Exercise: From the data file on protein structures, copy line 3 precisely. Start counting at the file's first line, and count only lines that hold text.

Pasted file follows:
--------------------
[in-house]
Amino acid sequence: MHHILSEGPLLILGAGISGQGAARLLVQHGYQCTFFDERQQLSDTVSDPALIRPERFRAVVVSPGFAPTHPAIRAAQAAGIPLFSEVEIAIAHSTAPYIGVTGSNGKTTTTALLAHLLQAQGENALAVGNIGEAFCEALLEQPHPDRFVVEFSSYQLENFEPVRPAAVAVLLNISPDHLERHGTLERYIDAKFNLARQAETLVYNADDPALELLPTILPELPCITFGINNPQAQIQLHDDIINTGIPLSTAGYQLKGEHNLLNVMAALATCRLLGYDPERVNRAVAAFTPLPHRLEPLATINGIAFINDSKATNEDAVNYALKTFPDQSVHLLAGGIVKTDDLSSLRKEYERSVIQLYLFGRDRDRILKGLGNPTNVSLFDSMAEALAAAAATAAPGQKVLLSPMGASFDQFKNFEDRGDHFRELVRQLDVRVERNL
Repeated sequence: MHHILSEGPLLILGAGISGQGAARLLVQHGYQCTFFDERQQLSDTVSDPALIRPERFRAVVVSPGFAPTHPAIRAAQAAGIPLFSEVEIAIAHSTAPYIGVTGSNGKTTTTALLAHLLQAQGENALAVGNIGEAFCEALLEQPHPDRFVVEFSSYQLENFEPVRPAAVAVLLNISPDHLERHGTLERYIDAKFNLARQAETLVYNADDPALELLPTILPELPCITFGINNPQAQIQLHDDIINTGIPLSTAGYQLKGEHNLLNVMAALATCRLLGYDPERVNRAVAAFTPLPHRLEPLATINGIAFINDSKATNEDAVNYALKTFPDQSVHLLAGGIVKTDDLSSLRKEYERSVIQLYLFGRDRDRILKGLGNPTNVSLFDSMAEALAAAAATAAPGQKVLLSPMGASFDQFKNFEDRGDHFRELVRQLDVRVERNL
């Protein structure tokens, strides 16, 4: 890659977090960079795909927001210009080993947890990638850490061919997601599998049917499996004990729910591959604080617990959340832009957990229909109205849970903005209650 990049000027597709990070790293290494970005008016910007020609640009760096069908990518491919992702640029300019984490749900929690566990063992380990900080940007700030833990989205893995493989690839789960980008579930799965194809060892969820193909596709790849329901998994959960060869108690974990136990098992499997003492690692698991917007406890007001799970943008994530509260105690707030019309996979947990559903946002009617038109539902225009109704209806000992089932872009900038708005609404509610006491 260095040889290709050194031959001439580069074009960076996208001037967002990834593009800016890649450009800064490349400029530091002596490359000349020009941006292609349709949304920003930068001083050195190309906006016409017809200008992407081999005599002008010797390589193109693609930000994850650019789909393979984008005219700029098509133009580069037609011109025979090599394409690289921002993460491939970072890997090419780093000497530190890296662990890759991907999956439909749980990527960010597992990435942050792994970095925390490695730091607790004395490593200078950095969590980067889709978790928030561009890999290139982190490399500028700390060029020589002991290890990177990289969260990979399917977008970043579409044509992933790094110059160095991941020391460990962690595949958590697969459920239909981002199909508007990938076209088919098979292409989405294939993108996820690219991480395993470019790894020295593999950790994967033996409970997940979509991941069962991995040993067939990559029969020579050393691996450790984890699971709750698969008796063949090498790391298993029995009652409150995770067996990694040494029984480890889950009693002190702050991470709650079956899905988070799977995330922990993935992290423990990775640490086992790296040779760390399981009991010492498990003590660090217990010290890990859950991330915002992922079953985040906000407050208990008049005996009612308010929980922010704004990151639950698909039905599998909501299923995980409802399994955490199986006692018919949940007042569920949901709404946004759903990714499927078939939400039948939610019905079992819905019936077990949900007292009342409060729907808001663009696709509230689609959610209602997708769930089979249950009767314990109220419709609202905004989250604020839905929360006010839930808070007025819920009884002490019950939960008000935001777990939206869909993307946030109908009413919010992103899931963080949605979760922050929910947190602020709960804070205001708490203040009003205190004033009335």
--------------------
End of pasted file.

Repeated sequence: MHHILSEGPLLILGAGISGQGAARLLVQHGYQCTFFDERQQLSDTVSDPALIRPERFRAVVVSPGFAPTHPAIRAAQAAGIPLFSEVEIAIAHSTAPYIGVTGSNGKTTTTALLAHLLQAQGENALAVGNIGEAFCEALLEQPHPDRFVVEFSSYQLENFEPVRPAAVAVLLNISPDHLERHGTLERYIDAKFNLARQAETLVYNADDPALELLPTILPELPCITFGINNPQAQIQLHDDIINTGIPLSTAGYQLKGEHNLLNVMAALATCRLLGYDPERVNRAVAAFTPLPHRLEPLATINGIAFINDSKATNEDAVNYALKTFPDQSVHLLAGGIVKTDDLSSLRKEYERSVIQLYLFGRDRDRILKGLGNPTNVSLFDSMAEALAAAAATAAPGQKVLLSPMGASFDQFKNFEDRGDHFRELVRQLDVRVERNL